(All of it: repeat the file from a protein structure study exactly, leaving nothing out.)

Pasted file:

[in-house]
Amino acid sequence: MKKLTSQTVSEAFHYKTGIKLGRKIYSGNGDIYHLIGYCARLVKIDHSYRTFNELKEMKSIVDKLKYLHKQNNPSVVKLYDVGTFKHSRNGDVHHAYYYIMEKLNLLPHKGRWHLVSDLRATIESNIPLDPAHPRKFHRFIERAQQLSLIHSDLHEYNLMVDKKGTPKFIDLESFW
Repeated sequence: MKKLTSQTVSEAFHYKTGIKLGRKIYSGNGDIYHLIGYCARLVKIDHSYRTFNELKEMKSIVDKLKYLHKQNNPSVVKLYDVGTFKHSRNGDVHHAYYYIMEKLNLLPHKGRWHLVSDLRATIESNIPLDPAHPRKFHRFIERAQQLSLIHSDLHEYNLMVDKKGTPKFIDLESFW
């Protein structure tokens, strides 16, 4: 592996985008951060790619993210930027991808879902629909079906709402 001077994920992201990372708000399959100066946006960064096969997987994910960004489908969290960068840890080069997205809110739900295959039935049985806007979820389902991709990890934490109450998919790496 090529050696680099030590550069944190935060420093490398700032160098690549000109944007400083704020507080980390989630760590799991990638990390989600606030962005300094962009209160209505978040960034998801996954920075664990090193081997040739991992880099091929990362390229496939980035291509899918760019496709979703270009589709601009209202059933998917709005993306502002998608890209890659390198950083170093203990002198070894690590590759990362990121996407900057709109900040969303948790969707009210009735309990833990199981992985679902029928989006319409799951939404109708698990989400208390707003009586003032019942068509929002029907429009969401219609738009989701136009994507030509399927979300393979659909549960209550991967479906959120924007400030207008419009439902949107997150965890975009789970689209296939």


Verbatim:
[in-house]
Amino acid sequence: MKKLTSQTVSEAFHYKTGIKLGRKIYSGNGDIYHLIGYCARLVKIDHSYRTFNELKEMKSIVDKLKYLHKQNNPSVVKLYDVGTFKHSRNGDVHHAYYYIMEKLNLLPHKGRWHLVSDLRATIESNIPLDPAHPRKFHRFIERAQQLSLIHSDLHEYNLMVDKKGTPKFIDLESFW
Repeated sequence: MKKLTSQTVSEAFHYKTGIKLGRKIYSGNGDIYHLIGYCARLVKIDHSYRTFNELKEMKSIVDKLKYLHKQNNPSVVKLYDVGTFKHSRNGDVHHAYYYIMEKLNLLPHKGRWHLVSDLRATIESNIPLDPAHPRKFHRFIERAQQLSLIHSDLHEYNLMVDKKGTPKFIDLESFW
């Protein structure tokens, strides 16, 4: 592996985008951060790619993210930027991808879902629909079906709402 001077994920992201990372708000399959100066946006960064096969997987994910960004489908969290960068840890080069997205809110739900295959039935049985806007979820389902991709990890934490109450998919790496 090529050696680099030590550069944190935060420093490398700032160098690549000109944007400083704020507080980390989630760590799991990638990390989600606030962005300094962009209160209505978040960034998801996954920075664990090193081997040739991992880099091929990362390229496939980035291509899918760019496709979703270009589709601009209202059933998917709005993306502002998608890209890659390198950083170093203990002198070894690590590759990362990121996407900057709109900040969303948790969707009210009735309990833990199981992985679902029928989006319409799951939404109708698990989400208390707003009586003032019942068509929002029907429009969401219609738009989701136009994507030509399927979300393979659909549960209550991967479906959120924007400030207008419009439902949107997150965890975009789970689209296939």